A common temptation in class action litigation is to fashion procedures based on “rough justice” to avoid overburdening the courts or attempting to redress alleged mass harm. Over the past decade, as storage and computing power have increased exponentially, it has become increasingly tempting to use statistical sampling as a proxy for the actual adjudication of facts in class or mass actions. The idea is that if the facts regarding a statistically significant subset of a class can be evaluated for a particular issue or set of issues, then the results of the evaluation of the sample can be extrapolated across the rest of the class.
One jurisdiction in particular where this approach has gained traction has been California. There, the use of statistical sampling has been recognized for several years as a means of apportioning damages in some cases. See Bell v. Farmers Ins. Exchange (2004) 115 Cal.App.4th 715 [9 Cal.Rptr.3d 544] (Bell III). However, in recent years, plaintiffs have attempted to use statistical sampling as proof of liability, not simply as a means of apportioning damages when liability has been established or (as in Bell III) it is not contested. This approach was harshly criticized in Part III of Justice Scalia’s majority opinion in Wal-Mart v. Dukes, (notably, this was the portion of the Dukes opinion with which all nine justices concurred):
The Court of Appeals believed that it was possible to replace such proceedings with Trial by Formula. A sample set of the class members would be selected, as to whom liability for sex discrimination and the backpay owing as a result would be determined in depositions supervised by a master. The percentage of claims determined to be valid would then be applied to the entire remaining class, and the number of (presumptively) valid claims thus derived would be multiplied by the average backpay award in the sample set to arrive at the entire class recovery— without further individualized proceedings. [internal citation omitted]. We disapprove that novel project.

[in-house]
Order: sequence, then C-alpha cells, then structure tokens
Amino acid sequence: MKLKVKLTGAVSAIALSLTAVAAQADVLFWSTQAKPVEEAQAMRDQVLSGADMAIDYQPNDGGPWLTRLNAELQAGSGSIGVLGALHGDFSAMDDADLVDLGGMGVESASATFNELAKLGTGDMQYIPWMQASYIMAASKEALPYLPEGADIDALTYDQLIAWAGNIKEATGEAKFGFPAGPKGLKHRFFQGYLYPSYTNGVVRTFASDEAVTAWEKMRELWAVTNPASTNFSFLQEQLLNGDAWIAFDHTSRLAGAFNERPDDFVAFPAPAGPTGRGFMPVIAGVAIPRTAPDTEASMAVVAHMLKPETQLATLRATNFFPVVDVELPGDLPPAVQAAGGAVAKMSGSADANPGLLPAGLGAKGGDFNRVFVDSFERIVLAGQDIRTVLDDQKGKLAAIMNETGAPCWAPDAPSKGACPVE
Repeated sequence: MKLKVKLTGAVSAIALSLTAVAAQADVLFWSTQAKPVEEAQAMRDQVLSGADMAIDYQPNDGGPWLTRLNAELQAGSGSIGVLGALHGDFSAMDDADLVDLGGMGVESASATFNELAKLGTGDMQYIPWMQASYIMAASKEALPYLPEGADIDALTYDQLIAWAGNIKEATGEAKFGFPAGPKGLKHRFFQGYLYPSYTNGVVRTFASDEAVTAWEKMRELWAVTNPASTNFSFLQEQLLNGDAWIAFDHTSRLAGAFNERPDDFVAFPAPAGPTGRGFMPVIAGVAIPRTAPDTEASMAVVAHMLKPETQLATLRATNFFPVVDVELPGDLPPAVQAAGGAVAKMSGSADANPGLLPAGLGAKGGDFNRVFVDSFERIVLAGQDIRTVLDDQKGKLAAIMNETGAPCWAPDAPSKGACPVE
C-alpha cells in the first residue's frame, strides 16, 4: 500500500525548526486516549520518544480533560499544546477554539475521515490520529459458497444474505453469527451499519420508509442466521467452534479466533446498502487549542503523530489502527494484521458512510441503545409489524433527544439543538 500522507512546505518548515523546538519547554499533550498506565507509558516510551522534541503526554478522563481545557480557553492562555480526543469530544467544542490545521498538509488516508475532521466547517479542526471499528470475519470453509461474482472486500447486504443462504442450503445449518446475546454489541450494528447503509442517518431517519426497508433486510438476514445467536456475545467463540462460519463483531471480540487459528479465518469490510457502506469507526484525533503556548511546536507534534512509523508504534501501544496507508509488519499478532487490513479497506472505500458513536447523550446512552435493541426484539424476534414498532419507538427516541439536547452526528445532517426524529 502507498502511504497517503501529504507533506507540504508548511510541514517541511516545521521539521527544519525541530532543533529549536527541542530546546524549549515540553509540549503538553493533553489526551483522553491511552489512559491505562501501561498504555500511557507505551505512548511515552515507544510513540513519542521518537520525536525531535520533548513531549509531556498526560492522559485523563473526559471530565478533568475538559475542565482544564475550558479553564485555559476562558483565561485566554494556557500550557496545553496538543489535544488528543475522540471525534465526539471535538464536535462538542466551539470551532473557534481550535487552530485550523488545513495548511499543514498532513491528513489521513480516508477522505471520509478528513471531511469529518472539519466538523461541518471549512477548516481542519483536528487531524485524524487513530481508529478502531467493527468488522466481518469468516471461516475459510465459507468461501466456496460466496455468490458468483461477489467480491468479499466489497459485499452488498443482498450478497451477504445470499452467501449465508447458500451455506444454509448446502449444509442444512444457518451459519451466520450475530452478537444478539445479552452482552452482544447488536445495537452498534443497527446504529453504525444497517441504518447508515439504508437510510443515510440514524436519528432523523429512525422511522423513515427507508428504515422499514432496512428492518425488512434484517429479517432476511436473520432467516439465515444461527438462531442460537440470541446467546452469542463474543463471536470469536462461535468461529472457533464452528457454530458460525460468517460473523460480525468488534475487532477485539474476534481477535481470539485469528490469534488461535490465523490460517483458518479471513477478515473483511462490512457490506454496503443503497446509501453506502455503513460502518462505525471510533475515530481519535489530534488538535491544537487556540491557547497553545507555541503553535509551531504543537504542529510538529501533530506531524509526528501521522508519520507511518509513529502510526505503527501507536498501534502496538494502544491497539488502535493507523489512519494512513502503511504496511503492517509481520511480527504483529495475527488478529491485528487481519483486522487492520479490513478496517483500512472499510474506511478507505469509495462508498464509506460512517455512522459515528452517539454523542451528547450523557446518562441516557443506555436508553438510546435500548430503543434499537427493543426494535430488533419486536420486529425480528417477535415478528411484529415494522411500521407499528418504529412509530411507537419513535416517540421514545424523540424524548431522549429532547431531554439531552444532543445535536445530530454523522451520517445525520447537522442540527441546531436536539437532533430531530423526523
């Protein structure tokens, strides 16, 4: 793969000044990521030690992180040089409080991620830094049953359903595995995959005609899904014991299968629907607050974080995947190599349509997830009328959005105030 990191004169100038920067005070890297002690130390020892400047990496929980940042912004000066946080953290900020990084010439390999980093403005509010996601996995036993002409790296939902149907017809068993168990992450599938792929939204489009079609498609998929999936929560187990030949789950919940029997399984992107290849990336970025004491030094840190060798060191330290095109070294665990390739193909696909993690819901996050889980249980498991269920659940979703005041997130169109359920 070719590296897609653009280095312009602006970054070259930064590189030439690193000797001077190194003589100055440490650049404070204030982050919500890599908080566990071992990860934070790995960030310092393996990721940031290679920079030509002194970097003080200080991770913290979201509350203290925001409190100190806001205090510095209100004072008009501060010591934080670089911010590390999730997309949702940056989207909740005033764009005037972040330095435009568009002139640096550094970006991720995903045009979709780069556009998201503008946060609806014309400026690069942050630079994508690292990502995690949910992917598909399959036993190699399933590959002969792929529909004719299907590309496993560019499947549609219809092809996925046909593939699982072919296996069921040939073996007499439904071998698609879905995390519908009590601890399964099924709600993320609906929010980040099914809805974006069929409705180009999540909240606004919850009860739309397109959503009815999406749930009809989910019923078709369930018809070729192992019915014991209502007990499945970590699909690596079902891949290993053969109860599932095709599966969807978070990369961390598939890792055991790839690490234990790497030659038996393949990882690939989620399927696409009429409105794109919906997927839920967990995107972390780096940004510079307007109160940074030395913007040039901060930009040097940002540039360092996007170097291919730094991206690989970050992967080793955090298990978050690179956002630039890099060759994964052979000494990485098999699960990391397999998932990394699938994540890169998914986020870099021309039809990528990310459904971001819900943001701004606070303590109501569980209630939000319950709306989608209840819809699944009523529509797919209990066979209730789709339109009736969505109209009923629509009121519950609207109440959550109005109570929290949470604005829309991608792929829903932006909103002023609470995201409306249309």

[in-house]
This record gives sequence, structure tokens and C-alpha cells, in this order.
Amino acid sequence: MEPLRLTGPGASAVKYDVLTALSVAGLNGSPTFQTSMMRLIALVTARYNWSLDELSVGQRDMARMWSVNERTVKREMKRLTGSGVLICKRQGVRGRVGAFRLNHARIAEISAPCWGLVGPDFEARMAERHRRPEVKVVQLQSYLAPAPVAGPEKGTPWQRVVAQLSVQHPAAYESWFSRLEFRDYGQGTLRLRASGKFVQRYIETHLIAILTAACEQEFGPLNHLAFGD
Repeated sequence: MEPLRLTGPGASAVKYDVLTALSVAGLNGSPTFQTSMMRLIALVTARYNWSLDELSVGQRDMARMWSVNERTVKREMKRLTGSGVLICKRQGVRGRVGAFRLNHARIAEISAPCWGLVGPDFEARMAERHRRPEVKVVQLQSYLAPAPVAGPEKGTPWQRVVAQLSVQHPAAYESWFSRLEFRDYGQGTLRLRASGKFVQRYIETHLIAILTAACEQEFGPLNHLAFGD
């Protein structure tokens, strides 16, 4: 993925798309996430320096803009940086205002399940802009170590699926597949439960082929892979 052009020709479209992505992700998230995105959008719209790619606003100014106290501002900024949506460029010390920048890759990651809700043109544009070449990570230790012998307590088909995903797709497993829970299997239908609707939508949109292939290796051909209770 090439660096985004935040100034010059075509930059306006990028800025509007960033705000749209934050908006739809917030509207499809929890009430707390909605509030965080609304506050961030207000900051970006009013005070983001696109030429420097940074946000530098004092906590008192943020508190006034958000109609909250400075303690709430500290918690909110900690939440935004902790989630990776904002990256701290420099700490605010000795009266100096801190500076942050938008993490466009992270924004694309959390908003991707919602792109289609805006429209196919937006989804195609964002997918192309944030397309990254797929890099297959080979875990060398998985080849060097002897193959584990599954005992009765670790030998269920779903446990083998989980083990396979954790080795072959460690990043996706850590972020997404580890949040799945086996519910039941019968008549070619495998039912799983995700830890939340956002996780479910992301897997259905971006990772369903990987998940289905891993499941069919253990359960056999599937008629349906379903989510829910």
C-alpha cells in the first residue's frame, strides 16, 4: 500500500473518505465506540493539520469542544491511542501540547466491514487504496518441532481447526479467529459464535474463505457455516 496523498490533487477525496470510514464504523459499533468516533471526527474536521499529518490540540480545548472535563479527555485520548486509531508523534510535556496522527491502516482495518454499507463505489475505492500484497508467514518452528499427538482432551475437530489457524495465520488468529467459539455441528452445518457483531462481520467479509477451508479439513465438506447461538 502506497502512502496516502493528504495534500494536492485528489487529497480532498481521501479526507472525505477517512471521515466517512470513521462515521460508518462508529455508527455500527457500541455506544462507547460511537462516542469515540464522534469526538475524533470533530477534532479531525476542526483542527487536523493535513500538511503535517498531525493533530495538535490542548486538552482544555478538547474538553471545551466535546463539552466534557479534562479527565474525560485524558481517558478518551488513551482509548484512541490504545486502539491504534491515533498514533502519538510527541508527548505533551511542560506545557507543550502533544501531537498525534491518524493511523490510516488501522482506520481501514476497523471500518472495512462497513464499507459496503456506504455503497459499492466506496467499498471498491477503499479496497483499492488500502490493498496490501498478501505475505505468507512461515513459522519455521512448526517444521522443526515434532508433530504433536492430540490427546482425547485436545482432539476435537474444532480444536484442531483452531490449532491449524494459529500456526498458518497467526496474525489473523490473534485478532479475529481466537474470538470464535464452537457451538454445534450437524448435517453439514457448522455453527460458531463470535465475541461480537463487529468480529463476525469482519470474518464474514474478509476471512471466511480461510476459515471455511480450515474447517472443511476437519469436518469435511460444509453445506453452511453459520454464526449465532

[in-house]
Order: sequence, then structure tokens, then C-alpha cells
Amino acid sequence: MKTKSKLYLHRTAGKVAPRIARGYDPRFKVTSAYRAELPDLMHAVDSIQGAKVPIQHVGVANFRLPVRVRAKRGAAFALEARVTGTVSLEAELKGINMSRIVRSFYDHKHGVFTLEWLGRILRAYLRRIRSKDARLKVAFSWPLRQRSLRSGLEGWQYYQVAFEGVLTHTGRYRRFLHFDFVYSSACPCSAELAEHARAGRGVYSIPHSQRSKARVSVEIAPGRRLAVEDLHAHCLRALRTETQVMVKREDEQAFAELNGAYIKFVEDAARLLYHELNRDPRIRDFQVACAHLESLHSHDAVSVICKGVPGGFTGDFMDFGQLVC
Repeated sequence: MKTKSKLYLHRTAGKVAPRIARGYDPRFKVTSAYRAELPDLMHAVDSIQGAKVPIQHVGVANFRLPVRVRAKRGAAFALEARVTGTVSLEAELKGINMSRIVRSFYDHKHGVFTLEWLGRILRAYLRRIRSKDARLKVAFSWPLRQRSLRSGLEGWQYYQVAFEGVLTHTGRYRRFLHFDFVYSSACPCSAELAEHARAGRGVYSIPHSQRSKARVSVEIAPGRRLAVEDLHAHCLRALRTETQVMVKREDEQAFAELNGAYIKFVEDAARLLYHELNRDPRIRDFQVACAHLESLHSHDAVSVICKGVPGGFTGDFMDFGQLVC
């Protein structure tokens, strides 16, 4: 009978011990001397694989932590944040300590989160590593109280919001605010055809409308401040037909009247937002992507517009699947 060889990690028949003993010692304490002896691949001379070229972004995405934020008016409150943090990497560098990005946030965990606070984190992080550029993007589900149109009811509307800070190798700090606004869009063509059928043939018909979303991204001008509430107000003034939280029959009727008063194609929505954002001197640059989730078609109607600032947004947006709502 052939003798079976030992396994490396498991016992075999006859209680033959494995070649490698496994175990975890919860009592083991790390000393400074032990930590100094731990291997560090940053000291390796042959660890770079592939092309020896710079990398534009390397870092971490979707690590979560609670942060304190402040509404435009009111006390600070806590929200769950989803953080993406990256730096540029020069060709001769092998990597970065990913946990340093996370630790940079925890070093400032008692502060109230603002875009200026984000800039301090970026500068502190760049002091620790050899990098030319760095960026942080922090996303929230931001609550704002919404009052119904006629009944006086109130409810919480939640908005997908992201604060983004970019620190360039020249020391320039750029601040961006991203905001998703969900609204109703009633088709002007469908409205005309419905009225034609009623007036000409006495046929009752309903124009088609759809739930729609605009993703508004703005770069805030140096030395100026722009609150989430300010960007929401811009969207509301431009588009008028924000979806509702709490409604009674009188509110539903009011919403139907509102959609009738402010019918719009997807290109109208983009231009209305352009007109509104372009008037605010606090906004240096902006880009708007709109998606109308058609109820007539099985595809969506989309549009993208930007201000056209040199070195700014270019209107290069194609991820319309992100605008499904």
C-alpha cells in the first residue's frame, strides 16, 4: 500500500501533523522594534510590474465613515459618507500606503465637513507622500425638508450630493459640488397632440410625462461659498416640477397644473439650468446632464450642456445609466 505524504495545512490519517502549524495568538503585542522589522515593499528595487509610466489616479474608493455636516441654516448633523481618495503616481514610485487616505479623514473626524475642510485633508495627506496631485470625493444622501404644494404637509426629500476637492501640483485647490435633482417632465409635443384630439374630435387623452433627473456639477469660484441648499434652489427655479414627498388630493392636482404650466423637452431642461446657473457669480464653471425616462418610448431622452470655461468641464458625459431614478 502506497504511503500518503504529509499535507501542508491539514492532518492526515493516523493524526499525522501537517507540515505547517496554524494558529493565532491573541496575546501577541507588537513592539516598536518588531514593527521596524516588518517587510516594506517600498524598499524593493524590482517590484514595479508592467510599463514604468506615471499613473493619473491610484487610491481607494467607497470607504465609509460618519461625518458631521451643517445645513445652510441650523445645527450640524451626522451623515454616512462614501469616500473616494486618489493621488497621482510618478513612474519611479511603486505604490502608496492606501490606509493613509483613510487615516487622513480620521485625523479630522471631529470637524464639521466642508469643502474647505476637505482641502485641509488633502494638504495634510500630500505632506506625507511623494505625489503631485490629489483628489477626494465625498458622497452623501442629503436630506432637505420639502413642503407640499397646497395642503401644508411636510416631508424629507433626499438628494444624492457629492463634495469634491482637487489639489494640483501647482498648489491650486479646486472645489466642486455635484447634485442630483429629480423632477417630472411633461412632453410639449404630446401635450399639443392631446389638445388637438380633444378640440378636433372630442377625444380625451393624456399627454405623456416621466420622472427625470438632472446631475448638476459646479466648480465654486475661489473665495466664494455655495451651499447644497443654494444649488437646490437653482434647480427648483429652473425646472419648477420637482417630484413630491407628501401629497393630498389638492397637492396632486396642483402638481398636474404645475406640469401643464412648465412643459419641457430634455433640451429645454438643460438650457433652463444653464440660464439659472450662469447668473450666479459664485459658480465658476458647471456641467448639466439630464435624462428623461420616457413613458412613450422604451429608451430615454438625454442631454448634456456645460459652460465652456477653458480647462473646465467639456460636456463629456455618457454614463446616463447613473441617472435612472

Earlier this year, in Duran v. U.S. Bank National Association, No. A125557 & A126827 (Cal. App., Feb. 6, 2012), a division of the California Court of Appeal agreed with the above-quoted dicta in Dukes and rejected an attempt to use statistical sampling to prove liability an a wage and hour class action. The plaintiff had presented testimony from statistician Richard Drogin, who had also served as an expert for the plaintiffs in Dukes. Drogin presented a random sampling analysis that purported to estimate the percentage of the defendant’s employees that had been misclassified for purposes of entitlement to overtime pay. The trial court adopted a sampling approach that was modeled on (but not exactly the same as) Drogin’s proposal.
The Court of Appeal held that the trial court’s approach was improper and that it violated defendant’s due process rights for a variety of reasons, including that 1) the use of statistics to estimate the total number of employees who had been misclassified deprived the defendant an opportunity to present relevant evidence and individualized defenses as to individual plaintiffs’ alleged misclassification; 2) the court’s statistical methodology was flawed because it arbitrarily used a sample of 20 employees without any basis for concluding that the sample was statistically significant; 3) even the use of sampling as to damages was improper because the methodology used had an unacceptably high margin of error.
The Duran opinion is worthy of careful study for anyone considering the use of statistics in class certification proceedings, both in the employment context and in other types of class actions. The opinion examines many of the due process problems with allowing proof of liability through statistical sampling, the most significant of which is that it tends to deprive a defendant of presenting evidence in its defense that it would be able to present in an individual case. It also provides an additional illustration of what the Supreme Court considered an improper “trial by formula” in Dukes.